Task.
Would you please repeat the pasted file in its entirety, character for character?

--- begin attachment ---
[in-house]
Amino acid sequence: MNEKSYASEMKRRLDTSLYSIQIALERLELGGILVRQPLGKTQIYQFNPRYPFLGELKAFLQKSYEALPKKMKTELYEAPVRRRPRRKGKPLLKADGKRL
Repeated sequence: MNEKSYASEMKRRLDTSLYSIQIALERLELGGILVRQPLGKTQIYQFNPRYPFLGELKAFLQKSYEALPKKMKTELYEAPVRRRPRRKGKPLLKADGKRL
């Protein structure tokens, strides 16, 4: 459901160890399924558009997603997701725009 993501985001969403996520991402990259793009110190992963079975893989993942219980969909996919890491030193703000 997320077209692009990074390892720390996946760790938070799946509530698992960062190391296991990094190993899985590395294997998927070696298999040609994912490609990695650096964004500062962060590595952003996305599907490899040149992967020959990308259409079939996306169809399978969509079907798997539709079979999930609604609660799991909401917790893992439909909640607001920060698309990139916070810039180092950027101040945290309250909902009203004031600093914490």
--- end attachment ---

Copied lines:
[in-house]
Amino acid sequence: MNEKSYASEMKRRLDTSLYSIQIALERLELGGILVRQPLGKTQIYQFNPRYPFLGELKAFLQKSYEALPKKMKTELYEAPVRRRPRRKGKPLLKADGKRL
Repeated sequence: MNEKSYASEMKRRLDTSLYSIQIALERLELGGILVRQPLGKTQIYQFNPRYPFLGELKAFLQKSYEALPKKMKTELYEAPVRRRPRRKGKPLLKADGKRL
């Protein structure tokens, strides 16, 4: 459901160890399924558009997603997701725009 993501985001969403996520991402990259793009110190992963079975893989993942219980969909996919890491030193703000 997320077209692009990074390892720390996946760790938070799946509530698992960062190391296991990094190993899985590395294997998927070696298999040609994912490609990695650096964004500062962060590595952003996305599907490899040149992967020959990308259409079939996306169809399978969509079907798997539709079979999930609604609660799991909401917790893992439909909640607001920060698309990139916070810039180092950027101040945290309250909902009203004031600093914490």